On the Unexpected Literary Merit in Folk Music

In honor of St. Patrick’s Day, I thought I’d touch on an oft-neglected topic: the literary value of song lyrics.  Particularly, lyrics in traditional Irish folk songs.*

Exhibit A: “Roddy McCorley,” as performed by Tommy Makem.

O, see the fleet-foot host of men
Who speed with faces wan,
From farmstead and from fisher’s cot
Along the banks of the Ban.
They come with vengeance in their eyes:
Too late! too late are they,
For young Roddy McCorley goes to die on the Bridge of Toome today.

Up the narrow street he stepped,
Smiling, proud and young.
About the hemp-rope on his neck,
The golden ringlets clung.
There is never a tear in his blue eyes;
Both glad and bright are they,
And young Roddy McCorley goes to die on the Bridge of Toome today.

When he last stepped up that street,
His shining pike in hand,
Behind him marched in grim array,
A stalwart, earnest band.
For Antrim town! for Antrim town,
He led them to the fray!
And young Roddy McCorley goes to die on the Bridge of Toome today.

There is never one of all your dead,
More bravely fell in fray
Than he who marches to his fate
On the bridge of Toome today!
True to the last! true to the last,
He steps the upward way,
And young Roddy McCorley goes to die on the Bridge of Toome today.

This is one of my favorites.  I’m actually not super impressed by martyrs a lot of the time (especially when “martyrdom” is being hanged for trying to overthrow a government), but I really admire the way Roddy McCorley is described here, so you can actually envision him and the absolute vitality of this character, and then it contrasts so nicely with the actual theme of the song.

Exhibit B: “The Rising of the Moon,” as performed by The Dubliners.

“And come tell me, Seán O’Farrell, tell me why you hurry so?”
“Hush, a bhuachaill, hush and listen,” and his cheeks were all a-glow.
“I bear orders from the captain, get you ready quick and soon,
For the pikes must be together at the risin’ of the moon.”
At the risin’ of the moon, at the risin’ of the moon,
For the pikes must be together at the risin’ of the moon.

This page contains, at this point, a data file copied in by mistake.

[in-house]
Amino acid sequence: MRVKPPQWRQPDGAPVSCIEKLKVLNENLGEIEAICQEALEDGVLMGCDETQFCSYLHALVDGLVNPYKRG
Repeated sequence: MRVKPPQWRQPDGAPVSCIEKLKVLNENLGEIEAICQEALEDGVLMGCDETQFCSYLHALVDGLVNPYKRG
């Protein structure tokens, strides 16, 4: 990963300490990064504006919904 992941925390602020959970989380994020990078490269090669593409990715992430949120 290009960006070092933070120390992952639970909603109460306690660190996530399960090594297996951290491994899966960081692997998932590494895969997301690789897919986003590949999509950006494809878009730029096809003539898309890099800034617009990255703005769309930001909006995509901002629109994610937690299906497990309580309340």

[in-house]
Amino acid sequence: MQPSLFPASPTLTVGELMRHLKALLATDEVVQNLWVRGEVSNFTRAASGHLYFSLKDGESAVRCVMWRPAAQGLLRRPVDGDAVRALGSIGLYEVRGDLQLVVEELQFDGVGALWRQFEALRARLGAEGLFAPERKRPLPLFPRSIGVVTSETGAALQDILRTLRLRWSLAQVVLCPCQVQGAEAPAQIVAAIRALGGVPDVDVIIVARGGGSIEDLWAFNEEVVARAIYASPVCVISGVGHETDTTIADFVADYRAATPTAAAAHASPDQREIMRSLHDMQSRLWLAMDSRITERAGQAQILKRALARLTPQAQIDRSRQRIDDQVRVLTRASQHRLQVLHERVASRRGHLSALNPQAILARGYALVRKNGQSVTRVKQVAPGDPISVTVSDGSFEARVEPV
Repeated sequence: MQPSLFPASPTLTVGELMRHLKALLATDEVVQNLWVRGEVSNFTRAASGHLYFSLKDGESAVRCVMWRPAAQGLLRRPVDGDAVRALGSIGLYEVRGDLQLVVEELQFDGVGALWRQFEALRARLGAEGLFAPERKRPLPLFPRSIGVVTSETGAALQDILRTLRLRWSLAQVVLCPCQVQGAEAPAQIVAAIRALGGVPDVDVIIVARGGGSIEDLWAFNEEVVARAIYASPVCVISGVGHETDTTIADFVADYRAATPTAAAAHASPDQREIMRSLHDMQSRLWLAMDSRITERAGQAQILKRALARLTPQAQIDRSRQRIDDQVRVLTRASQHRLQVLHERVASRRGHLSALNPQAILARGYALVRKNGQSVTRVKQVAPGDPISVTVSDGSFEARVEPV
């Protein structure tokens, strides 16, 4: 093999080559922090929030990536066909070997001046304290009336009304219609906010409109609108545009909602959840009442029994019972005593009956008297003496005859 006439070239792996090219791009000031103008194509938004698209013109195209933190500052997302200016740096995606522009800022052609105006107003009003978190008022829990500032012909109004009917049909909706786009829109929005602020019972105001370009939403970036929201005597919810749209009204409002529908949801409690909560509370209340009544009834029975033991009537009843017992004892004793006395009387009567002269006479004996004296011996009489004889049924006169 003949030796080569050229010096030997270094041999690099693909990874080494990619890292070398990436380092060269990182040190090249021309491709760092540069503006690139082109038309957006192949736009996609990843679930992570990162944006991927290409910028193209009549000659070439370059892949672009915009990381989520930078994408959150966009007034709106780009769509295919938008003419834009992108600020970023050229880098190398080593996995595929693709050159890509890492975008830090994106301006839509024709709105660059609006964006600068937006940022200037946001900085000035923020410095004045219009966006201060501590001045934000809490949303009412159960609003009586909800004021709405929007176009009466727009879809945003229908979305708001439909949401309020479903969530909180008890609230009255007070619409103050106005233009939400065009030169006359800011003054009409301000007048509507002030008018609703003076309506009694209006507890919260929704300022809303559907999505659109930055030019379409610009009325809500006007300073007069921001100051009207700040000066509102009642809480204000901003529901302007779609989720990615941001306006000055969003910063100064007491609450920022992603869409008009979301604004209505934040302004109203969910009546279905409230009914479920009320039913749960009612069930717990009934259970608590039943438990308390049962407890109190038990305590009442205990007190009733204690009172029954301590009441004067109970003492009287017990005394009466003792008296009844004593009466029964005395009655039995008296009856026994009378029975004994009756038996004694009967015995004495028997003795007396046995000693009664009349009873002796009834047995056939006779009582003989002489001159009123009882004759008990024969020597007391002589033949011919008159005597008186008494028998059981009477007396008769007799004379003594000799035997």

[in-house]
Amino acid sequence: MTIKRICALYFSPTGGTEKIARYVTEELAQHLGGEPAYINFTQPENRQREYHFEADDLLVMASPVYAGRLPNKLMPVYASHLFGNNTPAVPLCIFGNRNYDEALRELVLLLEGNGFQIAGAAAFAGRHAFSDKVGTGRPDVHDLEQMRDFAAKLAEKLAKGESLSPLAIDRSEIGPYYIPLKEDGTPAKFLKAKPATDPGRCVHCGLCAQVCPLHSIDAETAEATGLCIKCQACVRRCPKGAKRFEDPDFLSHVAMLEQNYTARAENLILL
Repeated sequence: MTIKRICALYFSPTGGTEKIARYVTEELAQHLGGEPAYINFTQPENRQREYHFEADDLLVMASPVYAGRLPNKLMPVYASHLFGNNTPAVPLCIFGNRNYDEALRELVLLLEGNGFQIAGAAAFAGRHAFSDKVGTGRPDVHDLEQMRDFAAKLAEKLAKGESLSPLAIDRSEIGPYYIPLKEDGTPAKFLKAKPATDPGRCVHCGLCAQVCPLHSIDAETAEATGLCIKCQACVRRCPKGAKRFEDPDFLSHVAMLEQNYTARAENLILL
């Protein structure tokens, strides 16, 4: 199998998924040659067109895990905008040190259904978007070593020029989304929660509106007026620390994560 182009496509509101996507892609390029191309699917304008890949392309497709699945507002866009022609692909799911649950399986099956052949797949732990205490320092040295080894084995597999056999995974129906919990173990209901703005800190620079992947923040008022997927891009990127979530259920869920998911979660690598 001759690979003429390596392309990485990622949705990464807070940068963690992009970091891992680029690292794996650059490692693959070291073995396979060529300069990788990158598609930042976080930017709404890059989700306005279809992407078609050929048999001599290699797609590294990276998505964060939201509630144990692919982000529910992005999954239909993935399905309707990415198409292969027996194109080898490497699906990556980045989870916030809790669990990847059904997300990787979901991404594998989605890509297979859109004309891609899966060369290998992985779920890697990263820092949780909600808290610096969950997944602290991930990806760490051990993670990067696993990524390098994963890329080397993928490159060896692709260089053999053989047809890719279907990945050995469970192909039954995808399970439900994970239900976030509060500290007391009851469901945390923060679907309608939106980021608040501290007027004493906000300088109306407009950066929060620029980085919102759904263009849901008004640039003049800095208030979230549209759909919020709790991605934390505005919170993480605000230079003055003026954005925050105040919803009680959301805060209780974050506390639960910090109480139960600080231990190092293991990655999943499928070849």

“And come tell me, Seán O’Farrell, where the gatherin’ is to be?”
“In the old spot by the river, right well known to you and me.
One more word—for signal token, whistle out the marchin’ tune,
With your pike upon your shoulder, at the risin’ of the moon.”
At the risin’ of the moon, at the risin’ of the moon,
With your pike upon your shoulder, at the risin’ of the moon.

Out from many a mudwall cabin, eyes were watching through the night,
Many a manly heart was beating for the blessed morning light.
Murmurs ran along the valley to the banshee’s lonely croon,
And a thousand pikes were flashing by the risin’ of the moon.
By the risin’ of the moon, by the risin’ of the moon,
And a thousand blades were flashing by the risin’ of the moon.

All along that singing river that black mass of men was seen,
High above their shining weapons flew their own beloved green.
“Death to ev’ry foe and traitor! Whistle out the marching tune,
and hurrah, me boys, for freedom! ‘Tis the risin’ of the moon.”
‘Tis the risin’ of the moon, ’tis the risin’ of the moon,
and hurrah my boys for freedom! ’tis the risin’ of the moon.

The third stanza is my favorite, because the imagery and syntax are just so perfect.

Exhibit C: “The Foggy Dew,” as performed by Luke Kelly.

As down the glen one Easter morn to a city fair rode I.
Their armed lines of marching men in squadrons passed me by.
No fife did hum nor battle drum did sound its dread tattoo.
But the Angelus bells o’er the Liffey swell
Rang out through the foggy dew.

Right proudly high over Dublin Town they hung out the flag of war.
‘Twas better to die ‘neath an Irish sky than at Sulva or Sud El Bar.
And from the plains of royal Meath strong men came hurrying through.
While Britannia’s Huns, with their long range guns
Sailed in by the foggy dew.

‘Twas Britannia bade our Wild Geese go
That small nations might be free.
But their lonely graves are by Silva’s waves
Or the shore of the Great North Sea.
Oh, had they died by Pearse’s side or fought with Cathal Brugh.
Their names we would keep where the fenians sleep
‘Neath the shroud of the foggy dew.

But the bravest fell, and the requiem bell
Rang mournfully and clear.
For those who died that Eastertide in the springing of the year.
And the world did gaze in deep amaze, at those fearless men, but few.
Who bore the fight that freedom’s light
Might shine through the foggy dew.

While opinions on the Easter Uprising may vary, this song portrays in beautifully.  That said, I think my favorite stanza is the one that Luke Kelly left out:

Back to the glen I rode again and my heart with grief was sore.
For I parted with those valiant men whom I never would see more.
And to and fro in my dreams I will go
And I’d kneel and I’d pray for you,
For slavery fled, O glorious dead,
When you fell in the foggy dew.

*Disclaimer:  Opinions and propaganda contained in lyrics may not necessarily—and, in fact, almost certainly do not—reflect the opinions of Cara Kennaway or the Word Nerds because terrorists everywhere are jerks, even if they have cool, well-written music.

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